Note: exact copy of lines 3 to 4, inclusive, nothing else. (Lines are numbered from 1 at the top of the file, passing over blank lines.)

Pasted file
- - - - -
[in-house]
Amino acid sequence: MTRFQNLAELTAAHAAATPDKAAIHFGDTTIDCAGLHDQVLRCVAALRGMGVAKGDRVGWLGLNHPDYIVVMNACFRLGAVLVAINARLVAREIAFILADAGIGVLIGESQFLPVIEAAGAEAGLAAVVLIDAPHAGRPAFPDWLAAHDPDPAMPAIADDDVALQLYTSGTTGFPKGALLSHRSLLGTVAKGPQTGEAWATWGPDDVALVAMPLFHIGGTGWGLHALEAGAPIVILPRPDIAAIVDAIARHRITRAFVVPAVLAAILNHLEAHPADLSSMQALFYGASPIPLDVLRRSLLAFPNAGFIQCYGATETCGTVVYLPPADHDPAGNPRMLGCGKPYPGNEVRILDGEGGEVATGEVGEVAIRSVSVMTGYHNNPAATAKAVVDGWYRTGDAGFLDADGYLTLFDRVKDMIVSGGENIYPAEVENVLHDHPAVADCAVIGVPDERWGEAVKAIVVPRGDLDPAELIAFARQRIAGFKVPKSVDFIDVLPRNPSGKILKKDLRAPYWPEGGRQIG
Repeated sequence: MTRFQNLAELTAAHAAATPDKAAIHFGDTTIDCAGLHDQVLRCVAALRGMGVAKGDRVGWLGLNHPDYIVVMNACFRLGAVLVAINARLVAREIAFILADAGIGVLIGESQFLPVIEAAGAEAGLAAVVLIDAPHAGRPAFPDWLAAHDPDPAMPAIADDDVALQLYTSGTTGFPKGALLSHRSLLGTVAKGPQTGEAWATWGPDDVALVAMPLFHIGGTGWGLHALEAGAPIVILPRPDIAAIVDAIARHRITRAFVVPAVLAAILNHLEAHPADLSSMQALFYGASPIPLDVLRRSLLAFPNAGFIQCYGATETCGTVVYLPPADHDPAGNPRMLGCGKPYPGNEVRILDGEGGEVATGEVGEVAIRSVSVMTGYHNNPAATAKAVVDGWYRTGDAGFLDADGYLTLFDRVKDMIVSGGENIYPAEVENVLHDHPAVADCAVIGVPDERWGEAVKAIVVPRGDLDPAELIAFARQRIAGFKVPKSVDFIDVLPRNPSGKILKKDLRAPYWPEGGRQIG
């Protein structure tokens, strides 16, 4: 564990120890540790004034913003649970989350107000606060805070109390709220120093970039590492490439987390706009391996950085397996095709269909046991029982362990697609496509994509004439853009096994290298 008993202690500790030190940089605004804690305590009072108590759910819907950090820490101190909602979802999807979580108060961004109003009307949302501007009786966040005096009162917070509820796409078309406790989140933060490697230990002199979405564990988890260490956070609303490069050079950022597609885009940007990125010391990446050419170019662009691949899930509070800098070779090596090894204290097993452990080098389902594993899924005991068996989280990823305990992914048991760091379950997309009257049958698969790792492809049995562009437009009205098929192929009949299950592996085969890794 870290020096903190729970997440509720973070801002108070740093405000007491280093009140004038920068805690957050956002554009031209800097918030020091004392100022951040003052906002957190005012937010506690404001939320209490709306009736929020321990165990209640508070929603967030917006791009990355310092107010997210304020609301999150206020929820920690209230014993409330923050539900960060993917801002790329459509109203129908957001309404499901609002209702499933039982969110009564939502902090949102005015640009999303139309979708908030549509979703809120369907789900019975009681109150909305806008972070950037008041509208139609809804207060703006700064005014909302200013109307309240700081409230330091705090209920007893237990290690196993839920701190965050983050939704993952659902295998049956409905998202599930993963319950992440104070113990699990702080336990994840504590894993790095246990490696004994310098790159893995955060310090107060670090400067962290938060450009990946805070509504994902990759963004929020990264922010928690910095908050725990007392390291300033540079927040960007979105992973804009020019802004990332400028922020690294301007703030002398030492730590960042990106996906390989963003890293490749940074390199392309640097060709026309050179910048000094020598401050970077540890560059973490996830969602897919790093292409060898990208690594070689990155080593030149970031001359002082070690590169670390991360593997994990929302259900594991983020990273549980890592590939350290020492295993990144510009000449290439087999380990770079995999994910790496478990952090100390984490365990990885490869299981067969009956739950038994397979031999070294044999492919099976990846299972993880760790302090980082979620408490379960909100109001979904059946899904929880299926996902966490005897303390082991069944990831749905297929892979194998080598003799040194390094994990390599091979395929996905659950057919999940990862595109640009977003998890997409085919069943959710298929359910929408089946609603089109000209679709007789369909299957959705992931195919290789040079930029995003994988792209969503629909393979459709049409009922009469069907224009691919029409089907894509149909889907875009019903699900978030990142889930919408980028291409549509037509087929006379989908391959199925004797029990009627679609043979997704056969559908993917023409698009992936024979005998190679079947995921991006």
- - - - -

Repeated sequence: MTRFQNLAELTAAHAAATPDKAAIHFGDTTIDCAGLHDQVLRCVAALRGMGVAKGDRVGWLGLNHPDYIVVMNACFRLGAVLVAINARLVAREIAFILADAGIGVLIGESQFLPVIEAAGAEAGLAAVVLIDAPHAGRPAFPDWLAAHDPDPAMPAIADDDVALQLYTSGTTGFPKGALLSHRSLLGTVAKGPQTGEAWATWGPDDVALVAMPLFHIGGTGWGLHALEAGAPIVILPRPDIAAIVDAIARHRITRAFVVPAVLAAILNHLEAHPADLSSMQALFYGASPIPLDVLRRSLLAFPNAGFIQCYGATETCGTVVYLPPADHDPAGNPRMLGCGKPYPGNEVRILDGEGGEVATGEVGEVAIRSVSVMTGYHNNPAATAKAVVDGWYRTGDAGFLDADGYLTLFDRVKDMIVSGGENIYPAEVENVLHDHPAVADCAVIGVPDERWGEAVKAIVVPRGDLDPAELIAFARQRIAGFKVPKSVDFIDVLPRNPSGKILKKDLRAPYWPEGGRQIG
């Protein structure tokens, strides 16, 4: 564990120890540790004034913003649970989350107000606060805070109390709220120093970039590492490439987390706009391996950085397996095709269909046991029982362990697609496509994509004439853009096994290298 008993202690500790030190940089605004804690305590009072108590759910819907950090820490101190909602979802999807979580108060961004109003009307949302501007009786966040005096009162917070509820796409078309406790989140933060490697230990002199979405564990988890260490956070609303490069050079950022597609885009940007990125010391990446050419170019662009691949899930509070800098070779090596090894204290097993452990080098389902594993899924005991068996989280990823305990992914048991760091379950997309009257049958698969790792492809049995562009437009009205098929192929009949299950592996085969890794 870290020096903190729970997440509720973070801002108070740093405000007491280093009140004038920068805690957050956002554009031209800097918030020091004392100022951040003052906002957190005012937010506690404001939320209490709306009736929020321990165990209640508070929603967030917006791009990355310092107010997210304020609301999150206020929820920690209230014993409330923050539900960060993917801002790329459509109203129908957001309404499901609002209702499933039982969110009564939502902090949102005015640009999303139309979708908030549509979703809120369907789900019975009681109150909305806008972070950037008041509208139609809804207060703006700064005014909302200013109307309240700081409230330091705090209920007893237990290690196993839920701190965050983050939704993952659902295998049956409905998202599930993963319950992440104070113990699990702080336990994840504590894993790095246990490696004994310098790159893995955060310090107060670090400067962290938060450009990946805070509504994902990759963004929020990264922010928690910095908050725990007392390291300033540079927040960007979105992973804009020019802004990332400028922020690294301007703030002398030492730590960042990106996906390989963003890293490749940074390199392309640097060709026309050179910048000094020598401050970077540890560059973490996830969602897919790093292409060898990208690594070689990155080593030149970031001359002082070690590169670390991360593997994990929302259900594991983020990273549980890592590939350290020492295993990144510009000449290439087999380990770079995999994910790496478990952090100390984490365990990885490869299981067969009956739950038994397979031999070294044999492919099976990846299972993880760790302090980082979620408490379960909100109001979904059946899904929880299926996902966490005897303390082991069944990831749905297929892979194998080598003799040194390094994990390599091979395929996905659950057919999940990862595109640009977003998890997409085919069943959710298929359910929408089946609603089109000209679709007789369909299957959705992931195919290789040079930029995003994988792209969503629909393979459709049409009922009469069907224009691919029409089907894509149909889907875009019903699900978030990142889930919408980028291409549509037509087929006379989908391959199925004797029990009627679609043979997704056969559908993917023409698009992936024979005998190679079947995921991006």